Paul Wallbank

Paul Wallbank is a speaker and writer charting how technology is changing society and business. Paul has four regular technology advice radio programs on ABC, a weekly column on the smartcompany.com.au website and has published seven books.

Jul 262016
 
Quberider_space_education_startup

“We’ve been completely blown away,” says Quberider founder Solange Cunin about the interest in the startup that looks to put science experiments into space.

The company that was established by Cunin, a fifth year aeronautical engineering student, and her co-founder Sebastian Chaoui in early 2015 to provide school students with the opportunity to conduct experiments in space.

“Quebrider is a company that focuses on teaching core STEM skills that the current curriculum doesn’t focus on,” Cunin explained about the company. “Things like coding, data analysis and problem solving – all of those things industry needs. We do that in the context of students building their own space mission.”

The Quberider package starts starts at a cost of $5000 and includes a type of nanosatellite called a cubesat – a cube the size of a large coffee mug that contains ten sensors – along with teaching resources and a slot on one of the International space station launches. The program runs for three terms and integrates into the New South Wales high school science curriculum.

“Students end up creating their own software experiments and they sent it up on their own space mission,” explains Cunin. “They get that big bang and their own awesome feeling of being on something big and hopefully that gets them motivated to be involved in science a tech.”

In all, forty NSW high schools have prepared 60 projects ranging from one using the gathered information to create ‘space music’ through to an experiment measuring Einstein’s theory of relativity and time dilation to on the initial launch scheduled for the end of the month.

“Because it’s space it captures their imagination,” Cunin says of the program designed for years 9 and 10 students (14 and 15 year olds) but they have participants ranging from year 5 up to undergraduate level.

“We’re solving such an important pain point for many different people – getting students involved is a big problem for teachers and education and skills are a big problem for industry,” Cunin says.

The project developed out of Cunin and Chaoui’s joint passion for space projects and they came together when working as interns at another space startup.

While they are looking at a small amount of seed funding later this year, most of the startup’s capital has come from program fees and the support of the University of New South Wales where Cunin is a student and the University of Technology Sydney where Chaou studies. Quebrider is also part of Telstra’s Muru-D startup incubator program.

“We’re quite aware we have a lot to learn,” says Cunin about the Muru-D program. “Signing up to this with a good mentor program is important. The big value for us is the mentorship, we meet our advisory board once a fortnight and they’ve become part of the family.”

Ultimately Solange Cunin would like to see their program spread across the country. “What I’d really love to see is nationwide every single student that goes through year nine or ten has a space mission. They get to be part of something bigger and that inspires them and shows that science isn’t something nerdy and is cool.”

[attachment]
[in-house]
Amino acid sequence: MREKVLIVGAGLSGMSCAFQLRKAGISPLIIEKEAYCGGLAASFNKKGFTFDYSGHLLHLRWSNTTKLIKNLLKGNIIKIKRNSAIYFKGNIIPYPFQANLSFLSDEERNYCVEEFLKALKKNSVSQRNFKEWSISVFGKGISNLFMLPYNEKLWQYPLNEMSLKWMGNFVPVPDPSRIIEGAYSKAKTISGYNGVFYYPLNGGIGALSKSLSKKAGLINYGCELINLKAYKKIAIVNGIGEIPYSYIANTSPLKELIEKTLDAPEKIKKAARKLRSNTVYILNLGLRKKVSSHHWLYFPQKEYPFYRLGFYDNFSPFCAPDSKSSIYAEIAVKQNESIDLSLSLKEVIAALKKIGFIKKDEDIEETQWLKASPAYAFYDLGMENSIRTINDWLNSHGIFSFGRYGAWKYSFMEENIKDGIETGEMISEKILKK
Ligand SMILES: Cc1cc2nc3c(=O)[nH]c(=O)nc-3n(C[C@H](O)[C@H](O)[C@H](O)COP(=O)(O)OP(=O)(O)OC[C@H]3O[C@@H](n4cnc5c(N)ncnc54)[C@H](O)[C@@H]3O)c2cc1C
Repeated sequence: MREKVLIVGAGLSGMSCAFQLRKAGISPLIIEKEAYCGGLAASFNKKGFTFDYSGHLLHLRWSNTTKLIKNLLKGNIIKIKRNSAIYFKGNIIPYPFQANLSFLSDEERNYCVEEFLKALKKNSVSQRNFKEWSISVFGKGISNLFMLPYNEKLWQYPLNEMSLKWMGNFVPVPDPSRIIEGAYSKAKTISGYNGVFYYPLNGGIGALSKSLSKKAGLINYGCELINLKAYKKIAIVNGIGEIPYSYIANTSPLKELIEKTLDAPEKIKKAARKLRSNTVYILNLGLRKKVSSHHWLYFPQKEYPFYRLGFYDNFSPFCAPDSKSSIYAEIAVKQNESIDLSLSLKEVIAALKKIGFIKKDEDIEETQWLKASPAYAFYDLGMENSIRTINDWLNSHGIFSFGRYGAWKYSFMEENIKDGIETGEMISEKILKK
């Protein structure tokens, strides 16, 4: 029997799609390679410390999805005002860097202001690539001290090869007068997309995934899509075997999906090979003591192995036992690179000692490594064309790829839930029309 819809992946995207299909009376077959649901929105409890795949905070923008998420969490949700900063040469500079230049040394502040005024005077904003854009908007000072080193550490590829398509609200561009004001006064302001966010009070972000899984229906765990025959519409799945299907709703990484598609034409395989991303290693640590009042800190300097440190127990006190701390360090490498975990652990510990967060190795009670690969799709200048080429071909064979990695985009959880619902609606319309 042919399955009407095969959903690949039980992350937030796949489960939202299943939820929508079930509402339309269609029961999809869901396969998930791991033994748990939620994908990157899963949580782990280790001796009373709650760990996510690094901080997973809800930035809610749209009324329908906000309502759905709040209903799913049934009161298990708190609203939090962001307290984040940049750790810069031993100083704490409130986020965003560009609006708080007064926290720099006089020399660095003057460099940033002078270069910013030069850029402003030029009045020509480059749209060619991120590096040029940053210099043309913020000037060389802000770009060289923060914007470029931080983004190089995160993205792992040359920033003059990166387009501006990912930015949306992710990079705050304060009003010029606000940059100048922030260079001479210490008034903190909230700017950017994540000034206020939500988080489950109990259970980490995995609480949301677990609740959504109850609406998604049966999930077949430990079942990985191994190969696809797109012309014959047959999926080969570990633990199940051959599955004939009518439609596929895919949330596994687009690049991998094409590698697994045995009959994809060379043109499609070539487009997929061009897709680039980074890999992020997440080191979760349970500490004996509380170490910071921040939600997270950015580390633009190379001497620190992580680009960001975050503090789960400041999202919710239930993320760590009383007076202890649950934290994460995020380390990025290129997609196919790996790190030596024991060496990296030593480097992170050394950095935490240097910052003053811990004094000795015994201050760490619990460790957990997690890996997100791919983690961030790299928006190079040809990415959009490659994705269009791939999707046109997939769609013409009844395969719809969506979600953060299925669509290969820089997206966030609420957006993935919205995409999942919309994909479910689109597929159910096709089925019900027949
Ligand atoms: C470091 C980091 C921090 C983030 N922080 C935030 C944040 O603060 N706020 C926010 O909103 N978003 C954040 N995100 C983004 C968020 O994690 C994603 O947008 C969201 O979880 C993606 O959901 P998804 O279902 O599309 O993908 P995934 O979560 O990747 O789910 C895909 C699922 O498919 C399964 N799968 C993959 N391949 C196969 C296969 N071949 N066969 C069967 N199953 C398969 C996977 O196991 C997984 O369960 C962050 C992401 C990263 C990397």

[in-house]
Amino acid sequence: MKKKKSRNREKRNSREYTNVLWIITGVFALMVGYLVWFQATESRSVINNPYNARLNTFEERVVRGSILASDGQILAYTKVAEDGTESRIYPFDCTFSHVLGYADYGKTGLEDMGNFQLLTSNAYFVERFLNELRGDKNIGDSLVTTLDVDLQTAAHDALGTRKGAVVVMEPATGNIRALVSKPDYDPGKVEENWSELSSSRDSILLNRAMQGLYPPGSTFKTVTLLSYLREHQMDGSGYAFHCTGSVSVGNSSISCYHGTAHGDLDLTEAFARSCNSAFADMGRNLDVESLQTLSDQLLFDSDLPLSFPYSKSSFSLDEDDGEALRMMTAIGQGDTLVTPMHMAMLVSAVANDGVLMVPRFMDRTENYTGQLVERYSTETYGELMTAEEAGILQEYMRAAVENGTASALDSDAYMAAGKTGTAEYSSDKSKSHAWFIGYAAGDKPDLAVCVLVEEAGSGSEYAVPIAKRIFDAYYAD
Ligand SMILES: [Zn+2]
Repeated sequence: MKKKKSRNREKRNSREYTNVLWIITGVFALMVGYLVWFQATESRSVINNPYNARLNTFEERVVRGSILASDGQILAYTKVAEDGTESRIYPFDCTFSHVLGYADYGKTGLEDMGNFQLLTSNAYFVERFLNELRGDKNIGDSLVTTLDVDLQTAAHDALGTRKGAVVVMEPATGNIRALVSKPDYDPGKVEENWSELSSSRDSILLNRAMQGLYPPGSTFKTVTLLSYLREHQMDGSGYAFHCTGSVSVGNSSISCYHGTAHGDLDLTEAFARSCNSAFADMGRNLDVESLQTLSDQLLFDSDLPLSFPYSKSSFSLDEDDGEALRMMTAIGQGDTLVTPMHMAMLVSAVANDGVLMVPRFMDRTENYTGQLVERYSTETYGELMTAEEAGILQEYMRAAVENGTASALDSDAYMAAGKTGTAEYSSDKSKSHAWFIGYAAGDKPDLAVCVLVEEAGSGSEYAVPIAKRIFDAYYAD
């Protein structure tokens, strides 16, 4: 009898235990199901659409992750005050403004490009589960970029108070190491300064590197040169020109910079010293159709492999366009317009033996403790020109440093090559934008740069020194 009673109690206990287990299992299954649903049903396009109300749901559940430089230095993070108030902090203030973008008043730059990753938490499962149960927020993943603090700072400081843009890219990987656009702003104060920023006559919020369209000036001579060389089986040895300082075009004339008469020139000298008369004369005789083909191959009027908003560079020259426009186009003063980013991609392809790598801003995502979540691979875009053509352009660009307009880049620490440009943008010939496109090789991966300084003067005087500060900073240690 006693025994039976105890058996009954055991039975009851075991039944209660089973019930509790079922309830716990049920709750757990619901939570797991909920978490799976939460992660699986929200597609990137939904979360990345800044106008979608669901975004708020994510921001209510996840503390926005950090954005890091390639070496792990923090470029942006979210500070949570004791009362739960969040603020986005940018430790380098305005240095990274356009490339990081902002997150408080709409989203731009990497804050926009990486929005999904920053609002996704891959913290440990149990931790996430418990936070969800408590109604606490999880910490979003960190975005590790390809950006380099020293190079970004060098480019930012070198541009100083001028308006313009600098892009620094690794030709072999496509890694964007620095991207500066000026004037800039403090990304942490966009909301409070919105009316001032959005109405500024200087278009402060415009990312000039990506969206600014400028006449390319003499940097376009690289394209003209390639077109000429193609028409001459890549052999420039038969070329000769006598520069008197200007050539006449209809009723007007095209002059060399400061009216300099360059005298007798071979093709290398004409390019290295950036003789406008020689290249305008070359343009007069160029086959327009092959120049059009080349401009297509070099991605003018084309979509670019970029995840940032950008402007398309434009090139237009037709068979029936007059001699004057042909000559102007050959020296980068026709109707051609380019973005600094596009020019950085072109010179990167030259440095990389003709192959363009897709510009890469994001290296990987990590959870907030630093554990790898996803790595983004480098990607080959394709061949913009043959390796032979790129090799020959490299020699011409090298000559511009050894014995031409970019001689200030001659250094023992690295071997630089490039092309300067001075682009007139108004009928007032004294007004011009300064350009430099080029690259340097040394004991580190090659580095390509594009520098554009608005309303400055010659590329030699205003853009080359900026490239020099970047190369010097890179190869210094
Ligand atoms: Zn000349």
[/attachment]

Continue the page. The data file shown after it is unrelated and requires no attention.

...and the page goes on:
As the price of loading payloads onto satellites falls, it’s almost certain these experiments will become more accessible for schools and students.

Jul 212016
 
speaking about cloud computing, social media, the web and online business change

How is your business or community adapting to radically changing marketplaces and society?

Speaker, writer and broadcaster Paul Wallbank has been at the forefront of helping businesses and communities find opportunities in this rapidly changing era for twenty years.

Paul’s presentations are lively, interactive and designed to both entertain and challenge audiences looking at how their companies, industries and communities are going to prosper in the connected century.

Some of the areas Paul covers are the workplace of the future, employment in the age of robots, how the internet of machines is changing markets and what technologies like cloud computing, social media and Big Data mean to your business.

All keynotes, presentations and workshops can be customised to suit your unique needs. Topics include;

Future Proofing your business
Decoding the new economy
Leadership in a digital era
Tools for the new economy
Why Broadband Matters
The Future of Business

You can view many of Paul’s presentations at his Slideshare site.

Previous presentations have included;

The future office. What will the office of the future look like?
Web 4 Free. Doing business on the web with a shoestring budget.
The elder guru; exploding the myths of the digital divide.
The top ten solutions for getting the most from small business IT
What does it all mean? cutting through computer jargon.

All presentations are available as keynotes or workshops and Paul will tailor the content to suit your organisation’s or industry’s unique characteristics.

Paul connects the dots to show how your industry, business and family are being affected by changing trends in technology, economics and global demographics.

In explaining trends and technologies such as the internet of everything, cloud computing, social networking and broadband technologies, Paul deciphers the jargon and helps audiences identify opportunities and understand the risks in the new economy.